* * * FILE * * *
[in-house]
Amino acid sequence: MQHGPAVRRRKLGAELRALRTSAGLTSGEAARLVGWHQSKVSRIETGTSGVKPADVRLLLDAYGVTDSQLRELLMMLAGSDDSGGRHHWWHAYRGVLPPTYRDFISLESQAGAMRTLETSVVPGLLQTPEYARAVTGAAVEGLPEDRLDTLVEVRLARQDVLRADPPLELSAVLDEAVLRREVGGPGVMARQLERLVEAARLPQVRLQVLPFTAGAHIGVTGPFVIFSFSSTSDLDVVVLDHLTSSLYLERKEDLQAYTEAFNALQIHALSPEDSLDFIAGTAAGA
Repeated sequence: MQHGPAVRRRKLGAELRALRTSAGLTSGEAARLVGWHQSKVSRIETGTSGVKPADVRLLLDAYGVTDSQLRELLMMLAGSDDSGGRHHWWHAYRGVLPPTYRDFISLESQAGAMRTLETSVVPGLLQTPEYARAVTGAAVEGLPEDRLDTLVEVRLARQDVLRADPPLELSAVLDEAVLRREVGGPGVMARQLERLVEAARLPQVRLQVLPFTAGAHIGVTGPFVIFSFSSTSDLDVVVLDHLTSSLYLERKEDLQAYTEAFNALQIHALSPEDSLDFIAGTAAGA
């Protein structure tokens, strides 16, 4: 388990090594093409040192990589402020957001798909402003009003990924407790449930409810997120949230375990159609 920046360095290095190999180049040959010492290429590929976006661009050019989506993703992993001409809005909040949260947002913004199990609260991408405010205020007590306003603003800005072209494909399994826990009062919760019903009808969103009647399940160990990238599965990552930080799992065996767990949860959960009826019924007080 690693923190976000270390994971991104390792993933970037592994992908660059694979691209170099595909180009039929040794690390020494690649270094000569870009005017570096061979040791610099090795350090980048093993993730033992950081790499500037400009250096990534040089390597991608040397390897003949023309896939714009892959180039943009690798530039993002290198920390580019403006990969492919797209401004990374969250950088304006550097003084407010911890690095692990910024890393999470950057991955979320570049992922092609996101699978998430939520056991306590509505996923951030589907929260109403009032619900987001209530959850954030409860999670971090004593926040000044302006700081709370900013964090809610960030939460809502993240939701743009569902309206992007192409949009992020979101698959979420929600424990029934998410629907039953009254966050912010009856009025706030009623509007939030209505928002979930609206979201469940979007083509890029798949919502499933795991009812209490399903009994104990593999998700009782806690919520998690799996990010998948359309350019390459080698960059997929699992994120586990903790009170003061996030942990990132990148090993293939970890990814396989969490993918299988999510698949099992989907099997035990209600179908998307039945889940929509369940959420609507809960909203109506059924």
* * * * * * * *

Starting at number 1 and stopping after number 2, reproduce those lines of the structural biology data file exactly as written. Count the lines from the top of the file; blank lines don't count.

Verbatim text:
[in-house]
Amino acid sequence: MQHGPAVRRRKLGAELRALRTSAGLTSGEAARLVGWHQSKVSRIETGTSGVKPADVRLLLDAYGVTDSQLRELLMMLAGSDDSGGRHHWWHAYRGVLPPTYRDFISLESQAGAMRTLETSVVPGLLQTPEYARAVTGAAVEGLPEDRLDTLVEVRLARQDVLRADPPLELSAVLDEAVLRREVGGPGVMARQLERLVEAARLPQVRLQVLPFTAGAHIGVTGPFVIFSFSSTSDLDVVVLDHLTSSLYLERKEDLQAYTEAFNALQIHALSPEDSLDFIAGTAAGA